As the novel coronavirus spread across the world and into our communities, the immediate effects were devastating and profound. From the staggering number of lives lost, to the many more lives threatened and disrupted, we were thrust into a period of uncertainty and change that continues to this day.
As a community, we responded in extraordinary ways. Teachers became distance learning experts and IT professionals, parents became classroom aides and in-home guidance counselors, frontline workers became first responders, and we were all challenged to find new ways to work together and support each other while physically apart.
That’s what this report is about: Central New Yorkers responding in unprecedented ways to an unprecedented crisis. Guided by the Council on Foundations’ pledge to “act with fierce urgency to support our nonprofit partners, as well as the people and communities hit hardest by the impacts of COVID-19,” the Community Foundation responded by shifting its grantmaking to prioritize emergency relief efforts in Onondaga, Madison, Oswego and Cayuga counties.
In March and April, we committed initial funding and administrative assistance to create a series of COVID-19 support funds across our service areas, in partnership with local government and regional funders. These new coalitions have resulted in stronger collaborations, streamlined resource deployment and, most importantly, responsive grants to nonprofits working with communities that are disproportionately impacted by economic consequences of the pandemic.
Nonprofits responded in kind, forging new partnerships and adapting programs and services to meet emergent demands. Grants were distributed to address heightened access gaps associated with the digital divide and to support increased need for food, emergency child care, telehealth and mental health services, feminine hygiene products, cleaning supplies, and PPE (personal protective equipment). Many churches emerged as community hubs and received grants to distribute food, supplies and information to hard-to-reach populations.
Community members, too, responded with flexibility and creativity. Individuals, families and collegiate groups volunteered to assist on the front lines; some organized fundraisers, including a virtual lemonade stand and live streamed concerts. Community Foundation donor-advised fundholders made gifts from their funds to the COVID-19 Community Support Fund. Many generously passed along their federal stimulus payments to support these efforts. And still more individuals, families, and corporate and foundation donors thoughtfully gave time and resources to help our neighbors most in need.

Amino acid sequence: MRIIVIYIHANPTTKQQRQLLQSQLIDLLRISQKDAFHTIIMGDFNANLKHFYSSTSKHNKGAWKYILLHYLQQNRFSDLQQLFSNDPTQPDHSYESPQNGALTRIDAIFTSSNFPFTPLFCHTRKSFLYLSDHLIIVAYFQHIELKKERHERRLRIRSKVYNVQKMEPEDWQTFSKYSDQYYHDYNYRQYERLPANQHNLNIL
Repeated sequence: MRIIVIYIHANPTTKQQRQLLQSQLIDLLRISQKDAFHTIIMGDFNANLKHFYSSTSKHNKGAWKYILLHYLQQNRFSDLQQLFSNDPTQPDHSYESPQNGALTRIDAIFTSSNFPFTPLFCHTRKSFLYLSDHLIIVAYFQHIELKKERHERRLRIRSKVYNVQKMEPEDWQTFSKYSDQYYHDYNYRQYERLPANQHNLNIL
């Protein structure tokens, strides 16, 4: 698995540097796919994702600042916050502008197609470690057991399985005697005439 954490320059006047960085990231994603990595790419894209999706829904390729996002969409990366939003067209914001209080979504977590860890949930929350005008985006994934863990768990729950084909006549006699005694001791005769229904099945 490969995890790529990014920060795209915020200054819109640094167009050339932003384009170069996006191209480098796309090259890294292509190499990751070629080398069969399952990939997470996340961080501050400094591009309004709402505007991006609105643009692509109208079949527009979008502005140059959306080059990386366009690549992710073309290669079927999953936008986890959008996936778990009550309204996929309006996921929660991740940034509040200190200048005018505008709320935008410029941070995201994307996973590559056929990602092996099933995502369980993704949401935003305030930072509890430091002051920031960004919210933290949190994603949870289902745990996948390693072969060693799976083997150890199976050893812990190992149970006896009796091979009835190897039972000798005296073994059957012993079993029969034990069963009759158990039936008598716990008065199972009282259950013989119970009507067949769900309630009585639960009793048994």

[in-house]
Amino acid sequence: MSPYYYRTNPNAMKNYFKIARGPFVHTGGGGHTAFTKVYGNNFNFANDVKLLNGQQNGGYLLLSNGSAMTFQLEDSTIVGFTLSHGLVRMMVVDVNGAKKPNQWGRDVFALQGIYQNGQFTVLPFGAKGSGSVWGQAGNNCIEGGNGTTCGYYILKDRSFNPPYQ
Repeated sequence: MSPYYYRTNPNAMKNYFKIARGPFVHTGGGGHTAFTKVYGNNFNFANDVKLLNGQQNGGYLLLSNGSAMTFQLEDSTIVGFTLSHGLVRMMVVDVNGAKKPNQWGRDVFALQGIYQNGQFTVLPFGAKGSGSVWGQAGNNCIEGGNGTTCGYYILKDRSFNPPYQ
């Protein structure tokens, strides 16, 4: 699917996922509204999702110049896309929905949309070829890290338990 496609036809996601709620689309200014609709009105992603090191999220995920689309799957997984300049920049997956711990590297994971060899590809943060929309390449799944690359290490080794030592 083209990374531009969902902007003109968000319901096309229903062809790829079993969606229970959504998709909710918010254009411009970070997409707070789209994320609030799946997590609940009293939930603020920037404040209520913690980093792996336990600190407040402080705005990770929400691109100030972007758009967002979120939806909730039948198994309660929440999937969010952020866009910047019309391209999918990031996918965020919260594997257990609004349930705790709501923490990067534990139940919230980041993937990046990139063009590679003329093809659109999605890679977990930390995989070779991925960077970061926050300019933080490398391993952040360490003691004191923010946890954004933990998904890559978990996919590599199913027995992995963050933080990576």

The health and economic effects of the pandemic deepened inequities that have long plagued our communities due to systemic racism and poverty. While there are still many unknowns about what the coming days will bring, one thing is clear — we cannot shift back to normal. We must, in service to our vision to create a thriving Central New York with opportunity for everyone, move forward to enact equitable systemic change. As we look ahead toward recovery and rebuilding, we pledge, in the words of the Council on Foundations, to “learn from these emergency practices and share what they teach us about effective partnership and philanthropic support, so we may consider adjusting our practices more fundamentally in the future, in more stable times, based on all we learn.”
Peter A. Dunn
President & CEO
Casey Crabill, Ed.D.
Chair, Board of Directors